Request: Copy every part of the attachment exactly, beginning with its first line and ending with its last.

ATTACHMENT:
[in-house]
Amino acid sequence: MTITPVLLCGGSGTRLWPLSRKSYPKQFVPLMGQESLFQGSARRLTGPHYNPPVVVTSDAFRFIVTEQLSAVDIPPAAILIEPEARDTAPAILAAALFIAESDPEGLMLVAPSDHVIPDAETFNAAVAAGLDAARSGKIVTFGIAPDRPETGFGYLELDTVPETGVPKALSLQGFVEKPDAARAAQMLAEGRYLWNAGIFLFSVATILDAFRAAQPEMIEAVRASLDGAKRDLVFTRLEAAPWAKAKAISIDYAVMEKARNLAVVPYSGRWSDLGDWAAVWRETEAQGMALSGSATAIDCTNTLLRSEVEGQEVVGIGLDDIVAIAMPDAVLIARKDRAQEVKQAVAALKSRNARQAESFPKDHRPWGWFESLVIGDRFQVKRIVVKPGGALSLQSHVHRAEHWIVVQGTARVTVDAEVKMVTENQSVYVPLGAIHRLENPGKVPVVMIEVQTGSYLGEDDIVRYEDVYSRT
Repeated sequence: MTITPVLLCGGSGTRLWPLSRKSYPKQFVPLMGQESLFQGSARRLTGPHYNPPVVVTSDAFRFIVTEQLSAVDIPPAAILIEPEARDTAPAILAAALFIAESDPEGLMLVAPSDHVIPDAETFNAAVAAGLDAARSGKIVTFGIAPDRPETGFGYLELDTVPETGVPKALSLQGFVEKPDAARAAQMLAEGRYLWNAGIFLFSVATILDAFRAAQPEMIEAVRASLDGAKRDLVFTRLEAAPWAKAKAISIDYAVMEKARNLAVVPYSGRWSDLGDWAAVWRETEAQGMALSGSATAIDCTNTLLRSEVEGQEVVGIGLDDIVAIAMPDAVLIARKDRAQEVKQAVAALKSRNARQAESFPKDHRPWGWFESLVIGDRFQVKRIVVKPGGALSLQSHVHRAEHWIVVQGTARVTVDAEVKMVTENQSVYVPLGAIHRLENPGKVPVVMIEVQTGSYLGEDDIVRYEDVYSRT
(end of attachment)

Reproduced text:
[in-house]
Amino acid sequence: MTITPVLLCGGSGTRLWPLSRKSYPKQFVPLMGQESLFQGSARRLTGPHYNPPVVVTSDAFRFIVTEQLSAVDIPPAAILIEPEARDTAPAILAAALFIAESDPEGLMLVAPSDHVIPDAETFNAAVAAGLDAARSGKIVTFGIAPDRPETGFGYLELDTVPETGVPKALSLQGFVEKPDAARAAQMLAEGRYLWNAGIFLFSVATILDAFRAAQPEMIEAVRASLDGAKRDLVFTRLEAAPWAKAKAISIDYAVMEKARNLAVVPYSGRWSDLGDWAAVWRETEAQGMALSGSATAIDCTNTLLRSEVEGQEVVGIGLDDIVAIAMPDAVLIARKDRAQEVKQAVAALKSRNARQAESFPKDHRPWGWFESLVIGDRFQVKRIVVKPGGALSLQSHVHRAEHWIVVQGTARVTVDAEVKMVTENQSVYVPLGAIHRLENPGKVPVVMIEVQTGSYLGEDDIVRYEDVYSRT
Repeated sequence: MTITPVLLCGGSGTRLWPLSRKSYPKQFVPLMGQESLFQGSARRLTGPHYNPPVVVTSDAFRFIVTEQLSAVDIPPAAILIEPEARDTAPAILAAALFIAESDPEGLMLVAPSDHVIPDAETFNAAVAAGLDAARSGKIVTFGIAPDRPETGFGYLELDTVPETGVPKALSLQGFVEKPDAARAAQMLAEGRYLWNAGIFLFSVATILDAFRAAQPEMIEAVRASLDGAKRDLVFTRLEAAPWAKAKAISIDYAVMEKARNLAVVPYSGRWSDLGDWAAVWRETEAQGMALSGSATAIDCTNTLLRSEVEGQEVVGIGLDDIVAIAMPDAVLIARKDRAQEVKQAVAALKSRNARQAESFPKDHRPWGWFESLVIGDRFQVKRIVVKPGGALSLQSHVHRAEHWIVVQGTARVTVDAEVKMVTENQSVYVPLGAIHRLENPGKVPVVMIEVQTGSYLGEDDIVRYEDVYSRT